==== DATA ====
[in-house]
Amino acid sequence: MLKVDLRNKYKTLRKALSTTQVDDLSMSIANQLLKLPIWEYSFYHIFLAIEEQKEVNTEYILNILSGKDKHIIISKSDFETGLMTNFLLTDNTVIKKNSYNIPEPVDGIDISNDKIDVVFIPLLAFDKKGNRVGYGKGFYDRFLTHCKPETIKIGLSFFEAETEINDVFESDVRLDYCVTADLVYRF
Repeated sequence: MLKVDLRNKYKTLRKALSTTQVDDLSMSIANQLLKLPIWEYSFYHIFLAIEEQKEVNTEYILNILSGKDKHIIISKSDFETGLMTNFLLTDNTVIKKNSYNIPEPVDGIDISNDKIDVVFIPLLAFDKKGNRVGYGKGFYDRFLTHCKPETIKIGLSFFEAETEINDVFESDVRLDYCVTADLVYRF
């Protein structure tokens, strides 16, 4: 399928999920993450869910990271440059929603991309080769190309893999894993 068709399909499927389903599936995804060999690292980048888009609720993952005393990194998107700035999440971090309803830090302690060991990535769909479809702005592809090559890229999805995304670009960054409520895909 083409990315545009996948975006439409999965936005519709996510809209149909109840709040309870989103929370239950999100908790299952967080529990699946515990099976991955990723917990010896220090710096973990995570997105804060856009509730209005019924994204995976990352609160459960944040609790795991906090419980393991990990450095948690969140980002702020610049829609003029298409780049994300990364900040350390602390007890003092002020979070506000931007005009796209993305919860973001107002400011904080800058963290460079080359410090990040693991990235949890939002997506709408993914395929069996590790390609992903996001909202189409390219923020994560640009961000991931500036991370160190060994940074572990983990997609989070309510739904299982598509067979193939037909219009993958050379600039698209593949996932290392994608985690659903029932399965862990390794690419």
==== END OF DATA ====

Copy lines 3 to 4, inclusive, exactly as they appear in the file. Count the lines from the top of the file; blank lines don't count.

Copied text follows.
Repeated sequence: MLKVDLRNKYKTLRKALSTTQVDDLSMSIANQLLKLPIWEYSFYHIFLAIEEQKEVNTEYILNILSGKDKHIIISKSDFETGLMTNFLLTDNTVIKKNSYNIPEPVDGIDISNDKIDVVFIPLLAFDKKGNRVGYGKGFYDRFLTHCKPETIKIGLSFFEAETEINDVFESDVRLDYCVTADLVYRF
């Protein structure tokens, strides 16, 4: 399928999920993450869910990271440059929603991309080769190309893999894993 068709399909499927389903599936995804060999690292980048888009609720993952005393990194998107700035999440971090309803830090302690060991990535769909479809702005592809090559890229999805995304670009960054409520895909 083409990315545009996948975006439409999965936005519709996510809209149909109840709040309870989103929370239950999100908790299952967080529990699946515990099976991955990723917990010896220090710096973990995570997105804060856009509730209005019924994204995976990352609160459960944040609790795991906090419980393991990990450095948690969140980002702020610049829609003029298409780049994300990364900040350390602390007890003092002020979070506000931007005009796209993305919860973001107002400011904080800058963290460079080359410090990040693991990235949890939002997506709408993914395929069996590790390609992903996001909202189409390219923020994560640009961000991931500036991370160190060994940074572990983990997609989070309510739904299982598509067979193939037909219009993958050379600039698209593949996932290392994608985690659903029932399965862990390794690419």